Last edited by NoCoPilot; Mar-31-2021 at 16:50.

  7. #21
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    Got my Akai AP M313 back today after it was serviced. There are no drive belts on the tone arm - it uses a motor-driven worm gear and and a tracking sensor. Everything was lubed up and tested, and it seems to be playing very nicely so far.

  8. #22
    Senior Member NoCoPilot's Avatar
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    No belts? Sacre bleu!

    Enjoy the table Mark.

  9. #23
    Senior Member Simon Moon's Avatar
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    Quote Originally Posted by NoCoPilot View Post
    I've seen all kinds of add-on linear arms for standard tables, and they all use servos so far as I can tell.
    The best linear tracking arms, like the Airtangent you pictured above, like the name says, uses an air bearing, not servo controlled. The black "sleeve" where the arm shaft is mounted, rides on a thin cushion of air.

    Less successful are the servo controlled arms. Their problem is, they are always 'searching' for the best tracking, and the resulting sound, is that stereo images seem to shift slightly from side to side.

    The linear trackers that use belts to drive the arm, were easier and less expensive to implement, but probably have the most sonic compromise.

    Air bearings are best, but the hardest to implement, and to maintain. And the air pump has to be of very high quality, to maintain constant air pressure, and it has to be quiet.

    But, with the proliferation of 12" long arms, at relatively low prices (when compared to linear trackers), the positive attributes claimed for linear trackers (no IGD), have pretty much negated the need to linear trackers. I own a 12" arm, and the offset error is so small, that IGD is vanishingly small, and inaudible. Not to mention, there is no need for anti-skate settings.

    But, for those with the money, and the need to eliminate IGD completely, but without dealing with the problems with linear tracking arms, there is a whole new class of arms, that are pivotal, yet have zero tracking error. None of the finicky setup and maintenance of linear trackers, but all of their positive attributes.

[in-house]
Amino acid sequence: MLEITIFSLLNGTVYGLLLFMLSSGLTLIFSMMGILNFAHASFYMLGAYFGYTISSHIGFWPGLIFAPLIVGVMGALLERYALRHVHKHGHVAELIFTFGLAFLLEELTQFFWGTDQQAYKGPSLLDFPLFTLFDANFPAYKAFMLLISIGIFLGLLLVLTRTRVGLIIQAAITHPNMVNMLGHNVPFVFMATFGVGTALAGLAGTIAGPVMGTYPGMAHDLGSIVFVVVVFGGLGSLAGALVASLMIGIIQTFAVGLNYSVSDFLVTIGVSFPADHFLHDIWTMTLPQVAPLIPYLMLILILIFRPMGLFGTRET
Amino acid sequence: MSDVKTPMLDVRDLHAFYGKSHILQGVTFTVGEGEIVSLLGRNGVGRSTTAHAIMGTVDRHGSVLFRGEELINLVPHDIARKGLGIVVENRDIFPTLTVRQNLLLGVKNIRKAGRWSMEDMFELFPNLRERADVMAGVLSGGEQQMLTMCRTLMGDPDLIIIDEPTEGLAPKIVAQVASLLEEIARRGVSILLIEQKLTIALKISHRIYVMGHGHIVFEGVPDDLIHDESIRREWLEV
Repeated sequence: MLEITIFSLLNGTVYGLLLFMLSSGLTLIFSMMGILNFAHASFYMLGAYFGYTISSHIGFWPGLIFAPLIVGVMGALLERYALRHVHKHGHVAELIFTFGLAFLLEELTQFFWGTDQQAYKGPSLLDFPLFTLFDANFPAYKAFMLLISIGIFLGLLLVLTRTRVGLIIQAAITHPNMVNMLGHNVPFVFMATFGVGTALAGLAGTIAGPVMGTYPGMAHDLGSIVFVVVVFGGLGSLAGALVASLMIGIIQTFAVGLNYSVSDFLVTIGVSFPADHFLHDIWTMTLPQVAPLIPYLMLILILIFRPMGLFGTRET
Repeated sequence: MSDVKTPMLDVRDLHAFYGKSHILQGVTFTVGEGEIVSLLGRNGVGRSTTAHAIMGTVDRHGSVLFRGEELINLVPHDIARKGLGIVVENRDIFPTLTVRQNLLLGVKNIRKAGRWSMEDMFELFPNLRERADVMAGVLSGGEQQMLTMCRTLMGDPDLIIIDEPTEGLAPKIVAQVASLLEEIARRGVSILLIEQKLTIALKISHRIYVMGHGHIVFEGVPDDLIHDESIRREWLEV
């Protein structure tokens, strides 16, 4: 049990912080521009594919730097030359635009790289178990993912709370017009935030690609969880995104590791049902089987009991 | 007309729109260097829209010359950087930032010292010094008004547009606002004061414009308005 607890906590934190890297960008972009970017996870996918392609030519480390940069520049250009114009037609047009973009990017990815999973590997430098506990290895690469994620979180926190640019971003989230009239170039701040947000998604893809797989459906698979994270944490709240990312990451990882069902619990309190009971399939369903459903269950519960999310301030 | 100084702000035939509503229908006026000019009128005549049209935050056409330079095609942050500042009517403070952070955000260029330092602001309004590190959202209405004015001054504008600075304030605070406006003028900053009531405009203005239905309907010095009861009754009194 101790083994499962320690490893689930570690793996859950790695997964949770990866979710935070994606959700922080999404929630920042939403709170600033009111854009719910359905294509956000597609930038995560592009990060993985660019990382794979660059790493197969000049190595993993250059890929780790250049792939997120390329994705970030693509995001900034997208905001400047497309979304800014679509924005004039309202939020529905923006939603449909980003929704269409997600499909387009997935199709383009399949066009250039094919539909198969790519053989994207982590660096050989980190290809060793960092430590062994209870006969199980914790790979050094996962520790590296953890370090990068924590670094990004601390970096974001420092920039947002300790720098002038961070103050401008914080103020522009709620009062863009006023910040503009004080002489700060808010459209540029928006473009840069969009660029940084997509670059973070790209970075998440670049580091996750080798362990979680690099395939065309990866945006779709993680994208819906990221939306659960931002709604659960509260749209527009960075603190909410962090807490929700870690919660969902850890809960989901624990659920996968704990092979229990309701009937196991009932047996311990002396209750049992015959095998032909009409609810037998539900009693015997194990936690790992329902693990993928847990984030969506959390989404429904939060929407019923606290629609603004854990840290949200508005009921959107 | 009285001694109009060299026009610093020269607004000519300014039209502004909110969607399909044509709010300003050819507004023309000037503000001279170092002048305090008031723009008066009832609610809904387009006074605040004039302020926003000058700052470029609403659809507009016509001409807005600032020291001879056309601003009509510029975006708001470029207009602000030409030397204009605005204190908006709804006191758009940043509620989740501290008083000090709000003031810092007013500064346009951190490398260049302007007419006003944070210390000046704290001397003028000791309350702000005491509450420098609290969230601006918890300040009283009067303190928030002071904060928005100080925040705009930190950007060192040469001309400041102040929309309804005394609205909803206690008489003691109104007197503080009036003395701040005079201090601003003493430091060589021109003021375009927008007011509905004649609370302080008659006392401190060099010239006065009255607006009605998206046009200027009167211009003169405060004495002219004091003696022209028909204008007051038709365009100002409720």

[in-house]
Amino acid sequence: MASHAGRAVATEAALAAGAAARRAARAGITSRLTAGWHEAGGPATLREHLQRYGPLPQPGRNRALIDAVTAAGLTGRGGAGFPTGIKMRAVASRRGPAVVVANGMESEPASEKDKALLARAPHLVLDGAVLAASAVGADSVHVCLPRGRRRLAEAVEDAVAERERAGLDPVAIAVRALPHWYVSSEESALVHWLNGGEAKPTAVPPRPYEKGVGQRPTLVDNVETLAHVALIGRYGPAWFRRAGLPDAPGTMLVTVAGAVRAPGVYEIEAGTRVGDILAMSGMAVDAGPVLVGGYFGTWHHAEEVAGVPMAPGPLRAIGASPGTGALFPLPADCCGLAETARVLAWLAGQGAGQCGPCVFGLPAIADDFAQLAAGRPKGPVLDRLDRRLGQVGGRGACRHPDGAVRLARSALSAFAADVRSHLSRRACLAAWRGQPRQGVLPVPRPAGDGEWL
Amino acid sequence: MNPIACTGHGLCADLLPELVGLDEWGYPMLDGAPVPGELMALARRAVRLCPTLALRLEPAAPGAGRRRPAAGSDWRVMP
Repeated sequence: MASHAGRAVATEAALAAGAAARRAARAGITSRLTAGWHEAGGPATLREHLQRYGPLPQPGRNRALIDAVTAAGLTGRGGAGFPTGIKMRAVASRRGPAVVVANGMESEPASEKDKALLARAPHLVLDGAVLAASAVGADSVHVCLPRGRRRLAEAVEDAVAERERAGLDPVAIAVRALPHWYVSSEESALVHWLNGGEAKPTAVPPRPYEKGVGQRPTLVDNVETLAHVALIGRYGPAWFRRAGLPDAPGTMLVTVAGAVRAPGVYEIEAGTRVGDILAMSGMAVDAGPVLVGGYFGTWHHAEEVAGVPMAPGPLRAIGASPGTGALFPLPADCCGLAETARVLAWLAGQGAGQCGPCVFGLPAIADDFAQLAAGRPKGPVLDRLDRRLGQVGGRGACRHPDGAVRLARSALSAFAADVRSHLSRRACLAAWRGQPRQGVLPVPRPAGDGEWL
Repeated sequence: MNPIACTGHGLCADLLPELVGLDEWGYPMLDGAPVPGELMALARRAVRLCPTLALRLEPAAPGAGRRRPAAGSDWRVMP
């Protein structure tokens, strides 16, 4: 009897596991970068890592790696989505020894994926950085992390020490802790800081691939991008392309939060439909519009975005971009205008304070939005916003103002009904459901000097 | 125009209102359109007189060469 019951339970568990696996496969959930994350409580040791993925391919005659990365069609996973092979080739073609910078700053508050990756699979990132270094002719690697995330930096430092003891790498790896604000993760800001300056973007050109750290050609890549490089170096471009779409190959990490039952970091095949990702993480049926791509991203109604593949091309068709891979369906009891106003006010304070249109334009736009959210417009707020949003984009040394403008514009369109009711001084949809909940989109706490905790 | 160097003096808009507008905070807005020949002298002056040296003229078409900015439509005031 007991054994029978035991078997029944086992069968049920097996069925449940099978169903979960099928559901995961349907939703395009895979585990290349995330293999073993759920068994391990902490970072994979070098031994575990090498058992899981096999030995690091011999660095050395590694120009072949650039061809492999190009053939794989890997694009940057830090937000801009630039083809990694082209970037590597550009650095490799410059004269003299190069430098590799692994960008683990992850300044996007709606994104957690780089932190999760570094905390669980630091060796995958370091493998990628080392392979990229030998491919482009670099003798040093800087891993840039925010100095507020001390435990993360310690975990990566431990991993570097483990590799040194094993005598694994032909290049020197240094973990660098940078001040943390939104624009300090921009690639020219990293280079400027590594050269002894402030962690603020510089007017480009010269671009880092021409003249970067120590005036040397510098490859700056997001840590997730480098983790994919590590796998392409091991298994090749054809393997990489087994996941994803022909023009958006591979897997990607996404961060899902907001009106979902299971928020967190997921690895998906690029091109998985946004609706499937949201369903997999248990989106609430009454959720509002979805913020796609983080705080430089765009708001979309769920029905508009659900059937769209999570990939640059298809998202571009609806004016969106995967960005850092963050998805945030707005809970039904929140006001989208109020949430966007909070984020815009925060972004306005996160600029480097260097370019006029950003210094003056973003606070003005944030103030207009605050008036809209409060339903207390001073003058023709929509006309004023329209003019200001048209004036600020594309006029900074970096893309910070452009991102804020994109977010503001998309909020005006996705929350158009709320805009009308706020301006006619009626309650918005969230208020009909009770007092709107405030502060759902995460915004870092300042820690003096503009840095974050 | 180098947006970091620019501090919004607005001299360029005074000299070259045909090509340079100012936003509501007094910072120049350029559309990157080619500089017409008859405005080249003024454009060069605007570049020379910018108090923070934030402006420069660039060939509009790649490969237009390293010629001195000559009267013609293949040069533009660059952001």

As you can see, this Thales arm is pivotal, but the 2 arm shafts slightly rotate the head shell as the arm is traversing across the LP, always staying in perfect tangential alignment. I have no question in my mind, that this tonearm implementation is the best design. I have not been able to see any downside (except the price, as they do tend to be expensive).



    Thales isn't the only company doing tangential arms this way, but they are the best known.
    And if there were a god, I think it very unlikely that he would have such an uneasy vanity as to be offended by those who doubt His existence - Russell

  10. #24
    Senior Member NoCoPilot's Avatar
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    Quote Originally Posted by Simon Moon View Post
    Less successful are the servo controlled arms. Their problem is, they are always 'searching' for the best tracking, and the resulting sound, is that stereo images seem to shift slightly from side to side.
    Why would you expect tiny adjustments at the far end of the arm to affect the other end of the arm, the one holding the stylus? Are you speculating the "stereo image shifting from side to side" would happen because the stylus isn't really seated in the groove?

    As a four decades long owner of linear arm turntables I can state I have never heard what you hypothesize would happen.

    Frankly, I'd be a lot more worried about the white noise from the air pump and escaping air from the black sleeve on that air-gapped arm

    Incidentally, the Thales isn't part of "a whole new class of arms." This is an ad from 1957:


    Garrard Zero-100 from 1970:
    Last edited by NoCoPilot; Today at 16:17.